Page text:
What Is The Sarbanes-Oxley Act?

Sarbanes-Oxley (SOX) is an act originally signed into law in 2002. The act is named after Senator Paul Sarbanes and Representative Michael Oxley, who were the main architects of the act. The act includes a number of reforms to enhance corporate responsibility, enhance disclosures and combat corporate accounting fraud in public companies.

The SOX act is a 66 page document and is arranged into eleven titles (Public Company Accounting Oversight Board, Auditor Independence, Corporate Responsibility, Enhanced Financial Disclosures, Analyst Conflicts of Interest, Commission Resources and Authority, Studies and Reports, Corporate and Criminal Fraud Accountability, White-Collar Crime Penalty Enhancements, Corporate Tax Returns and Corporate Fraud and Accountability). The act was enacted as a reaction to a number of major corporate and accounting scandals, including Enron and Worldcom. The sections of the bill cover responsibilities of a public corporation’s board of directors, adds criminal penalties for certain misconduct and required the Securities and Exchange Commission to create regulations to define how public corporations are to comply with the law. The full act can be read on the SEC website Click Here. The section that most people hear about, and one of the most important sections as far a compliance is concerned, is section 404.

Section 404 states that for public companies, an annual financial report must include an Internal Control Report stating that management is responsible for an “adequate” internal control structure, and an assessment by management of the effectiveness of the control structure. Any gaps in these controls must be reported. Also, a registered external auditor must attest to the accuracy of the company’s assertion. This involves ensuring internal accounting controls are in place and are operating effectively.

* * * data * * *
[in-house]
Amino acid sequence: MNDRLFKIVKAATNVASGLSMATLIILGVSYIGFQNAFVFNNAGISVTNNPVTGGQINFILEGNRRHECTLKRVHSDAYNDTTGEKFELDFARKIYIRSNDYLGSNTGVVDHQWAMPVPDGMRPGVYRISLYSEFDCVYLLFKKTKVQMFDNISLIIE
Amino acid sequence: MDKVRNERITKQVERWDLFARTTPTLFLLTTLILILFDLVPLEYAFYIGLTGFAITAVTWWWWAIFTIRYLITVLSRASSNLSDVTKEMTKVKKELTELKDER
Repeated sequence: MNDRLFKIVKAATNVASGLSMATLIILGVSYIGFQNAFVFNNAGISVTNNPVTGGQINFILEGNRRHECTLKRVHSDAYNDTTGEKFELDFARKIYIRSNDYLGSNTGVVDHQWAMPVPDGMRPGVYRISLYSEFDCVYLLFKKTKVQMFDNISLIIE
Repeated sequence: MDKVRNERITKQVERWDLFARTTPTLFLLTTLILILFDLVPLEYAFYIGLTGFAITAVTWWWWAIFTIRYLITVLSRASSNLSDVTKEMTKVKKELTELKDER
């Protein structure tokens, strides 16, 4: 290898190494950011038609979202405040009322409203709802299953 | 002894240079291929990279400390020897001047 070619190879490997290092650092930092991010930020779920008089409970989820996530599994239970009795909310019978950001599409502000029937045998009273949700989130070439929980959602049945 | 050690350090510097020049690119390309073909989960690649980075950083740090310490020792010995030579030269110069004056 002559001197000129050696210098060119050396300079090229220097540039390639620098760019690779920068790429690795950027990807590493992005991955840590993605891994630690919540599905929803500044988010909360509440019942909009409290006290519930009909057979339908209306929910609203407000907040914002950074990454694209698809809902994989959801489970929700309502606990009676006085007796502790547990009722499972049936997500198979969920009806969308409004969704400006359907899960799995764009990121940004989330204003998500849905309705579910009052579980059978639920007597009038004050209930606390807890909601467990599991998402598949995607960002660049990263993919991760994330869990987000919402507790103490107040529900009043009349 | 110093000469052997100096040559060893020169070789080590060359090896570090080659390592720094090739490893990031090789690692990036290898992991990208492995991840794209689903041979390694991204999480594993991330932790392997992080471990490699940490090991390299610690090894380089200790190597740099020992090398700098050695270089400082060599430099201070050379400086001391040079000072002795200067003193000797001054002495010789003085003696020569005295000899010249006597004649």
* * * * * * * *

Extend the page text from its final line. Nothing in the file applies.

Additional guidance was approved by the Public Company Accounting Oversight Board (PCAOB) in 2007 in the form of Auditing Standard No. 5 (AS5), which superseded Auditing Standard No. 2, which was the initial guidance provided in 2004. AS5 was intended to provide additional guidance for management. AS5 states that both management and the external auditors are responsible for performing their assessment in the context of a top-down risk assessment, which requires management to base their assessment and evidence gathered on risk. This method gives management wider discretion in its assessment approach. The standards require management to:

  • Assess both the design and operating effectiveness of selected internal controls related to significant accounts and relevant assertions, in the context of material misstatement risks;
  • Understand the flow of transactions, including IT aspects, in sufficient detail to identify points at which a misstatement could arise;
  • Evaluate company-level (entity-level) controls, which correspond to the components of the COSO framework;
  • Perform a fraud risk assessment;
  • Evaluate controls designed to prevent or detect fraud, including management override of controls;
  • Evaluate controls over the period-end financial reporting process;
  • Scale the assessment based on the size and complexity of the company;
  • Rely on management’s work based on factors such as competency, objectivity and risk;
  • Conclude on the adequacy of internal control over financial reporting.

There is still debate on the benefit of SOX, especially for small- and medium-sized public companies. Though many will argue that since the act was signed in, there is greater confidence in public companies and the truthfulness and completeness of their financial statements.